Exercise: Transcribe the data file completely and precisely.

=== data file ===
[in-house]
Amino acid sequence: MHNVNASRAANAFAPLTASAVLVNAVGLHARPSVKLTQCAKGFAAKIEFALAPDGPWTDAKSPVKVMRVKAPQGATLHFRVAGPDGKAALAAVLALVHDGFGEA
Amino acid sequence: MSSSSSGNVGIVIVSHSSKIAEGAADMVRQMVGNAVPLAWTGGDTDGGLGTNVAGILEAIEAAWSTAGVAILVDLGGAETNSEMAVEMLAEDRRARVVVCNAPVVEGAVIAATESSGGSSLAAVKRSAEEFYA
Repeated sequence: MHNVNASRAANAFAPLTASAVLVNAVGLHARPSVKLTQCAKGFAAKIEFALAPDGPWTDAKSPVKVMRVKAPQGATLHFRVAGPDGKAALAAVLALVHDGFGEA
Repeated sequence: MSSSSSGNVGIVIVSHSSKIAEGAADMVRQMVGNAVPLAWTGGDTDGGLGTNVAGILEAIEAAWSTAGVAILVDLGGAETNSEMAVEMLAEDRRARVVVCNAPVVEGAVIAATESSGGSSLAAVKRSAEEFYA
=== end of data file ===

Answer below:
[in-house]
Amino acid sequence: MHNVNASRAANAFAPLTASAVLVNAVGLHARPSVKLTQCAKGFAAKIEFALAPDGPWTDAKSPVKVMRVKAPQGATLHFRVAGPDGKAALAAVLALVHDGFGEA
Amino acid sequence: MSSSSSGNVGIVIVSHSSKIAEGAADMVRQMVGNAVPLAWTGGDTDGGLGTNVAGILEAIEAAWSTAGVAILVDLGGAETNSEMAVEMLAEDRRARVVVCNAPVVEGAVIAATESSGGSSLAAVKRSAEEFYA
Repeated sequence: MHNVNASRAANAFAPLTASAVLVNAVGLHARPSVKLTQCAKGFAAKIEFALAPDGPWTDAKSPVKVMRVKAPQGATLHFRVAGPDGKAALAAVLALVHDGFGEA
Repeated sequence: MSSSSSGNVGIVIVSHSSKIAEGAADMVRQMVGNAVPLAWTGGDTDGGLGTNVAGILEAIEAAWSTAGVAILVDLGGAETNSEMAVEMLAEDRRARVVVCNAPVVEGAVIAATESSGGSSLAAVKRSAEEFYA